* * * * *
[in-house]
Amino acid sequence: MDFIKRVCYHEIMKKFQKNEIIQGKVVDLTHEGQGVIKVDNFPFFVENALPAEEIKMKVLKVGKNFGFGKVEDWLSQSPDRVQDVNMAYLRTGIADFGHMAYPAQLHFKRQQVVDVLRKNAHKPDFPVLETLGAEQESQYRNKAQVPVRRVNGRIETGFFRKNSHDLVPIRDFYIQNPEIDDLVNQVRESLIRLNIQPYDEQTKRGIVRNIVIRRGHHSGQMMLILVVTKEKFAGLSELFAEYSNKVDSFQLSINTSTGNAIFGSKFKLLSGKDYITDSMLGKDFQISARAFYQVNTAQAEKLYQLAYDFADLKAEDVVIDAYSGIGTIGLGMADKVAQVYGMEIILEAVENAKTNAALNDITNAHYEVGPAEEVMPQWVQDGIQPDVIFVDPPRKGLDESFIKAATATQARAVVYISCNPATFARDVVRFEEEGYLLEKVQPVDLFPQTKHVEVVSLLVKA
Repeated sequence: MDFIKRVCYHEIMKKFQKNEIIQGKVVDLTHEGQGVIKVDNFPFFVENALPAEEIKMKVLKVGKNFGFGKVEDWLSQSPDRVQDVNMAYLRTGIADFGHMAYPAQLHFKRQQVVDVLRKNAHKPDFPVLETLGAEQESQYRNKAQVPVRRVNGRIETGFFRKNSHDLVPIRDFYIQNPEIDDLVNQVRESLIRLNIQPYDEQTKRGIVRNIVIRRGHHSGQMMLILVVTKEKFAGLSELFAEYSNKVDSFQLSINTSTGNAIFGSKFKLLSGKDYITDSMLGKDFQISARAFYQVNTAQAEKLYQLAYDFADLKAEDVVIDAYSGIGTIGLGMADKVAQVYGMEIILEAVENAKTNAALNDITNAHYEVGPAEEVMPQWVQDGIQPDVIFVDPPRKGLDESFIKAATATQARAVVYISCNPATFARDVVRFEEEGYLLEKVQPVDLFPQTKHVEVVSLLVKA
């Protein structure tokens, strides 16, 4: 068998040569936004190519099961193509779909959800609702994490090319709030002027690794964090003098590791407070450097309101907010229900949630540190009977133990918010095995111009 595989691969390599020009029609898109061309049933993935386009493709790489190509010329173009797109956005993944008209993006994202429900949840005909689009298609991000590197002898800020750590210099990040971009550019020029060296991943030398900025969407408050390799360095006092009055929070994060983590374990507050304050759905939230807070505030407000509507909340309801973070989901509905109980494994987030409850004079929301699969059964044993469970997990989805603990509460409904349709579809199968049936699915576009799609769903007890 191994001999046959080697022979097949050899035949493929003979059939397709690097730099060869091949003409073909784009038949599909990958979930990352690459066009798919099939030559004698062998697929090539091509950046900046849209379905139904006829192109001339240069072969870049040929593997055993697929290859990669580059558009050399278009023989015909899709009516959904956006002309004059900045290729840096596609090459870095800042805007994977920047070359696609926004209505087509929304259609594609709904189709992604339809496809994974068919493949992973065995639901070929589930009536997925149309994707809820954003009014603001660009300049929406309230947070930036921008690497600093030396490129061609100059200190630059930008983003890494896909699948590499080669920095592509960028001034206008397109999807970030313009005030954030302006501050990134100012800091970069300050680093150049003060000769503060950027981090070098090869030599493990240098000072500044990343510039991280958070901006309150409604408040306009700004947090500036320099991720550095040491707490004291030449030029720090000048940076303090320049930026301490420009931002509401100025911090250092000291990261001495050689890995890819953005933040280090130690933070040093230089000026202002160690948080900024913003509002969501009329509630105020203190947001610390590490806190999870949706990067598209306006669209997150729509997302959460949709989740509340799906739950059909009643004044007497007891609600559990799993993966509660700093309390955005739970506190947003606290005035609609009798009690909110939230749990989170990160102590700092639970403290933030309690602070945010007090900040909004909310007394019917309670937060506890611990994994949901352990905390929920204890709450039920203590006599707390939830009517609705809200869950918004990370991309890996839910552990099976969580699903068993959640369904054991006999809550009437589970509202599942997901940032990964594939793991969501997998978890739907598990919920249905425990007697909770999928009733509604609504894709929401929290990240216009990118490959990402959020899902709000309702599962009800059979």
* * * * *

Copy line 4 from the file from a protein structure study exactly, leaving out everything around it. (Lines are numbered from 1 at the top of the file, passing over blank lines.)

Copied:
């Protein structure tokens, strides 16, 4: 068998040569936004190519099961193509779909959800609702994490090319709030002027690794964090003098590791407070450097309101907010229900949630540190009977133990918010095995111009 595989691969390599020009029609898109061309049933993935386009493709790489190509010329173009797109956005993944008209993006994202429900949840005909689009298609991000590197002898800020750590210099990040971009550019020029060296991943030398900025969407408050390799360095006092009055929070994060983590374990507050304050759905939230807070505030407000509507909340309801973070989901509905109980494994987030409850004079929301699969059964044993469970997990989805603990509460409904349709579809199968049936699915576009799609769903007890 191994001999046959080697022979097949050899035949493929003979059939397709690097730099060869091949003409073909784009038949599909990958979930990352690459066009798919099939030559004698062998697929090539091509950046900046849209379905139904006829192109001339240069072969870049040929593997055993697929290859990669580059558009050399278009023989015909899709009516959904956006002309004059900045290729840096596609090459870095800042805007994977920047070359696609926004209505087509929304259609594609709904189709992604339809496809994974068919493949992973065995639901070929589930009536997925149309994707809820954003009014603001660009300049929406309230947070930036921008690497600093030396490129061609100059200190630059930008983003890494896909699948590499080669920095592509960028001034206008397109999807970030313009005030954030302006501050990134100012800091970069300050680093150049003060000769503060950027981090070098090869030599493990240098000072500044990343510039991280958070901006309150409604408040306009700004947090500036320099991720550095040491707490004291030449030029720090000048940076303090320049930026301490420009931002509401100025911090250092000291990261001495050689890995890819953005933040280090130690933070040093230089000026202002160690948080900024913003509002969501009329509630105020203190947001610390590490806190999870949706990067598209306006669209997150729509997302959460949709989740509340799906739950059909009643004044007497007891609600559990799993993966509660700093309390955005739970506190947003606290005035609609009798009690909110939230749990989170990160102590700092639970403290933030309690602070945010007090900040909004909310007394019917309670937060506890611990994994949901352990905390929920204890709450039920203590006599707390939830009517609705809200869950918004990370991309890996839910552990099976969580699903068993959640369904054991006999809550009437589970509202599942997901940032990964594939793991969501997998978890739907598990919920249905425990007697909770999928009733509604609504894709929401929290990240216009990118490959990402959020899902709000309702599962009800059979």